Washington, Washington

When my grandfather finally succumbed to cancer, hundreds of people came to his funeral, many of whom I didn't know. What I do remember is one old fellow, who looked down at my grandfather and said good bye to him, then slipped a guitar pick into his fingers.

It was the most fitting tribute that I can think of to the magic he had brought into my life and, apparently, into this unknown old man who slipped away into the night before a young boy full of questions could find him.

Now Lindy tried to join the army, but they wouldn't let 'im in,
'Fraid he'd sell to Hitler a few more million men.
In Washington, Washington

Throughout my life, I've always been a fan of used record stores, where they'll have box after box after box of old used records to dig through in which to find a treasure. I've always quite enjoyed folk music, so I often go in these stores looking for old folk and blues recordings. I had often looked for one with Lindbergh on it, but most Woody compilations stuck with better known numbers like This Land is Your Land and Muleskinner Blues.

One very hot, sticky summer day, I came upon a used record store in saint Louis, Missouri, where they had the records divided up by type, and they had a huge section of folk records. Naturally, it wasn't long before I had an armload of them, and I was just about to leave when I spotted a Woody Guthrie record I hadn't seen before. Hard Travelin' looked like someone had cobbled it together in a basement, but there it was right in front of me.

I felt like my grandfather was peeking over my shoulder when I read the label around the spindle and lo and behold, it had Lindbergh on it.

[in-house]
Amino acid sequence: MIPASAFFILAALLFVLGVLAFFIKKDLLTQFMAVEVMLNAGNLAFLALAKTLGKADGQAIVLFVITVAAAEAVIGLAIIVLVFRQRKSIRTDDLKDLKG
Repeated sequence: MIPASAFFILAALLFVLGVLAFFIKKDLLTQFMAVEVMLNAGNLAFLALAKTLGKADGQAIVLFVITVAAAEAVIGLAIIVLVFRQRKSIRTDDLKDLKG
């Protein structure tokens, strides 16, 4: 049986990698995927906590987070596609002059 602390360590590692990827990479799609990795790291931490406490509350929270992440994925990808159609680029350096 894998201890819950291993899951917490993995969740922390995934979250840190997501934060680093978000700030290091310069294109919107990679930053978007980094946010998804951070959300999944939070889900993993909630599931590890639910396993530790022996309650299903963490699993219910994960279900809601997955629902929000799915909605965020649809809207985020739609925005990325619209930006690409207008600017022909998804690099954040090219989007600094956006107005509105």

It was as if a circle had become complete, tying me to Woody to my grandfather. And I suppose that's the magic of all of it.

So I'm a gonna tell you people: If Hitler's gonna be beat,
The common workin' people has got to take the seat
In Washington, Washington.

I think my grandfather would be extremely proud to hear me sing this song to others, or tell others about it. I like to think that he's on a long walk in the woods, just far enough out of sight so that I can't see him, but still close enough that he can hear the words when I sing from my heart, passing the song and the story on to another group of people.

I guess that's what this writeup is really all about. It is these stories, told by the local bard, that have provided such a fundamental piece of everyone's cultural heritage. Because of my grandfather, I can remember this one, and because of the internet, I get the opportunity to be the bard at your local inn, telling a story that is lost in the mists of time for many of us.

And I'm gonna tell you workers, 'fore you cash in your checks:
They say "America First," but they mean "America Next!"
In Washington, Washington.

These days, I spend my time with my hands wrapped around a gnarled old guitar, trying to figure out the chords to songs like "Move On" and "Ain't Got So Far To Go" so that some day I can sing these songs to my children, and they can look up at me with those bright shining eyes, ready and willing to hear these songs that relate our history.

Rest assured I'll be playing Lindbergh for them, too.


This review was checked with special care with regards to E2 FAQ: Copyrighted Material. Read on, from the hand of Woody Guthrie himself, when this recording was released in 1942:

This song is Copyrighted in U.S., under Seal of Copyright # 154085, for a period of 28 years, and anybody caught singin’ it without our permission, will be mighty good friends of ourn, cause we don’t give a dern. Publish it. Write it. Sing it. Swing to it. Yodel it. We wrote it, that’s all we wanted to do.